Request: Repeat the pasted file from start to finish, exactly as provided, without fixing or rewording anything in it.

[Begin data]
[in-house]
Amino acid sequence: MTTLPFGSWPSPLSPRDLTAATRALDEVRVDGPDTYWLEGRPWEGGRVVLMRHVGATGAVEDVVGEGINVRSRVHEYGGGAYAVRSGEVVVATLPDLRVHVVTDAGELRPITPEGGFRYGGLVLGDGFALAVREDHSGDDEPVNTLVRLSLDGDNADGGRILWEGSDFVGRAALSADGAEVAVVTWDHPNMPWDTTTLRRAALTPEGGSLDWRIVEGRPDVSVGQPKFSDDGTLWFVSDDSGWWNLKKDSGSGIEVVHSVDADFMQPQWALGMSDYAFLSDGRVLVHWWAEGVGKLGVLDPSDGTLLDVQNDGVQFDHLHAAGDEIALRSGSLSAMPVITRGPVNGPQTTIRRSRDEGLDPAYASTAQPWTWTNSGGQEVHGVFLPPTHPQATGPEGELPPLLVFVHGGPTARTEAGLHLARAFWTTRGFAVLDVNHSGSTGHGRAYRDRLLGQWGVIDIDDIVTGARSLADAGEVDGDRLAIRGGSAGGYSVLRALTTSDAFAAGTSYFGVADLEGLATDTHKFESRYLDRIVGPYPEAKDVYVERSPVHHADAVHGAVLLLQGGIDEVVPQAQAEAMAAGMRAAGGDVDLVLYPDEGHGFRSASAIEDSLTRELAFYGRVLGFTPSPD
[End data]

[in-house]
Amino acid sequence: MTTLPFGSWPSPLSPRDLTAATRALDEVRVDGPDTYWLEGRPWEGGRVVLMRHVGATGAVEDVVGEGINVRSRVHEYGGGAYAVRSGEVVVATLPDLRVHVVTDAGELRPITPEGGFRYGGLVLGDGFALAVREDHSGDDEPVNTLVRLSLDGDNADGGRILWEGSDFVGRAALSADGAEVAVVTWDHPNMPWDTTTLRRAALTPEGGSLDWRIVEGRPDVSVGQPKFSDDGTLWFVSDDSGWWNLKKDSGSGIEVVHSVDADFMQPQWALGMSDYAFLSDGRVLVHWWAEGVGKLGVLDPSDGTLLDVQNDGVQFDHLHAAGDEIALRSGSLSAMPVITRGPVNGPQTTIRRSRDEGLDPAYASTAQPWTWTNSGGQEVHGVFLPPTHPQATGPEGELPPLLVFVHGGPTARTEAGLHLARAFWTTRGFAVLDVNHSGSTGHGRAYRDRLLGQWGVIDIDDIVTGARSLADAGEVDGDRLAIRGGSAGGYSVLRALTTSDAFAAGTSYFGVADLEGLATDTHKFESRYLDRIVGPYPEAKDVYVERSPVHHADAVHGAVLLLQGGIDEVVPQAQAEAMAAGMRAAGGDVDLVLYPDEGHGFRSASAIEDSLTRELAFYGRVLGFTPSPD